One way that the show gave Zack depth was to focus on his crush on a high school girl named Angela. She would pop up once in awhile and he would try and start a relationship only to have his duty as a Power Ranger get in the way. In "An Oyster Stew", Zack took Angela on a birthday date at an outdoor French café. Tommy and Kimberly tagged along. Zack gave her a pair of pearl earrings that froze everyone except for Zack and Tommy, leaving them to save the day.
What this episode did for Zack was show his sweeter side and show that he could be relied on when times were tough. With most of the Power Rangers team out of commission, he made it his responsibility to free them and defeat the monster. It was this loyalty that was a big part of Zack’s personality. He would do whatever he had to, even if it came at the loss of his own relationship dreams. To make it up to Angela, he sang in front of everyone at the Youth Center. That showed his romantic side. He was romantic to the girl he had a crush on, and he was loyal to his friends and monster fighting team. He was a good second for Jason.
Season 2, Episode 14 - "Missing Green"
The leader of the Power Rangers team was Jason, who wore the red suit. He took the team into battle and led them to victory over Rita Repulsa and her monsters time and time again. As the leader, he felt responsible for his friends who were also risking their lives to save the world. He watched their backs to make sure that nothing bad happened to them. Sometimes it led to tough decisions like when he sacrificed Tommy’s Green Ranger powers in order to save Angel Grove and the rest of his team from another monster.
"Missing Green" showed how much the responsibility meant to Jason. The loss of Tommy as a Power Ranger was taking a toll on Jason. He was unable to do well at his martial arts practice. He was training for a tournament, but his regret was getting in his head and causing him to make mistakes. The responsibility would be put on his shoulders once again as Lord Zedd (the second season’s villain) kidnapped the remaining Power Rangers and began weakening their powers. Jason had to save them before losing them to the same fate as Tommy.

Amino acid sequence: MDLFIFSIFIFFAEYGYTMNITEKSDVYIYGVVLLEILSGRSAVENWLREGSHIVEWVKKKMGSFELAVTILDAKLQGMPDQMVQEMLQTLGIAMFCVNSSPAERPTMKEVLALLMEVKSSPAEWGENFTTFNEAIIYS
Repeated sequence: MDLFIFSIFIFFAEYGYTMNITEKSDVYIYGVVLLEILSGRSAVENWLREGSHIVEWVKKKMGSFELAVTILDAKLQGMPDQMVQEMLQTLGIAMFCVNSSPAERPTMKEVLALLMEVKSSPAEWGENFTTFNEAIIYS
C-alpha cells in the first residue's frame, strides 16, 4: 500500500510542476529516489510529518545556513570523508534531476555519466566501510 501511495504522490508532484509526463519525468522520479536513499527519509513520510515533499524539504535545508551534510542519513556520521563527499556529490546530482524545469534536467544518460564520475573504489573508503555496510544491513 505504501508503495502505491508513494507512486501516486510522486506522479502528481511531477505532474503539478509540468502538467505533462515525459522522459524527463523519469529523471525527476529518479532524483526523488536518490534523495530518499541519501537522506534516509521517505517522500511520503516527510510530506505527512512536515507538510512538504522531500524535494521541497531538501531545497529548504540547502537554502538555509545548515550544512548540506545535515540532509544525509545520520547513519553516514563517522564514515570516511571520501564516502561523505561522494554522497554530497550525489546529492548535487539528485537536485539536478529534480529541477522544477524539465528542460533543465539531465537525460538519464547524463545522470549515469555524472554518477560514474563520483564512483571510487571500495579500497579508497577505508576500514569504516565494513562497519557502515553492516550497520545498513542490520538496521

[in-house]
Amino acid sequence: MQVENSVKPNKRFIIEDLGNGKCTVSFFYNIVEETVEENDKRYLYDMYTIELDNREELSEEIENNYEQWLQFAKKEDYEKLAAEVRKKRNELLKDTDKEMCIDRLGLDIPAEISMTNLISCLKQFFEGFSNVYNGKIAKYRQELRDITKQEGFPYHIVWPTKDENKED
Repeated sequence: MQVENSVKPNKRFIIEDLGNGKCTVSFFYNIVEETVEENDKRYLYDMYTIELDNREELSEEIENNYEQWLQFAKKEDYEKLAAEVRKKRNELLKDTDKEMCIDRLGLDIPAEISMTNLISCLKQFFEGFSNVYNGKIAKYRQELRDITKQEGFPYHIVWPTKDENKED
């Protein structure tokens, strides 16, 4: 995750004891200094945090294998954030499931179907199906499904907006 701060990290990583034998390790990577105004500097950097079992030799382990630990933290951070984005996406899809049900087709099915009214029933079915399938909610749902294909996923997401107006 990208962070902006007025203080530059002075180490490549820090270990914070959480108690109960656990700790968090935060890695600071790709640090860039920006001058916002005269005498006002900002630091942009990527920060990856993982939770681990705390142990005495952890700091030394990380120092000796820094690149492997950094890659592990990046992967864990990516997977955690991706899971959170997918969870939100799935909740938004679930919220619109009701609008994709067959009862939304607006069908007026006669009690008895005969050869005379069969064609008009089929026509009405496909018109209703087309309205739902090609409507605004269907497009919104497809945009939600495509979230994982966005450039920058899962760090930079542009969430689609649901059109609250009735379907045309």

The episode showed that Jason would do anything to keep the team safe. He was a formidable fighter on his own who could take Goldar in one-on-one combat. It was all about helping his friends and leading them to take down another monster. He was the captain of the team, giving his team the morale boost they needed when things looked grim. Jason could pull his team out of a dire situation and lead them to victory.
As a whole, the original team of Power Rangers had a character for every child to latch onto. There was the heroic leader, his loyal friend, the smart guy, the pretty girl, and the everygirl. Each member had an important role on the team, even if some got more character depth than others. The first season and a half were not great at character building. It would be the later seasons that figured out how to work proper backstories into the characters instead of one-off backstories based solely on the monster of the episode.
Yet everyone always returns to the original team. They were the first team. They paved the way for a franchise that would last over twenty years. Three of the members might have only lasted a season and a half, yet they were the characters who got people around my age interested in the show. They were the characters who taught us important things like teamwork, loyalty, and keeping the environment clean. Jason, Zack, Billy, Kimberly, and Trini were an integral part of the childhoods of anyone who watched the early Mighty Morphin Power Rangers. They were heroes that you could look up to and aspire to be since they were all good people.
The new movie knows that the people who watched the show then are attached to those characters. That’s why the five Power Rangers in the reboot are taken from the five original Power Rangers. The characters might feel different. They might have more depth. But they’re still the characters that we know and love. They’re the characters who got us invested in the show. They are the Mighty Morphin Power Rangers.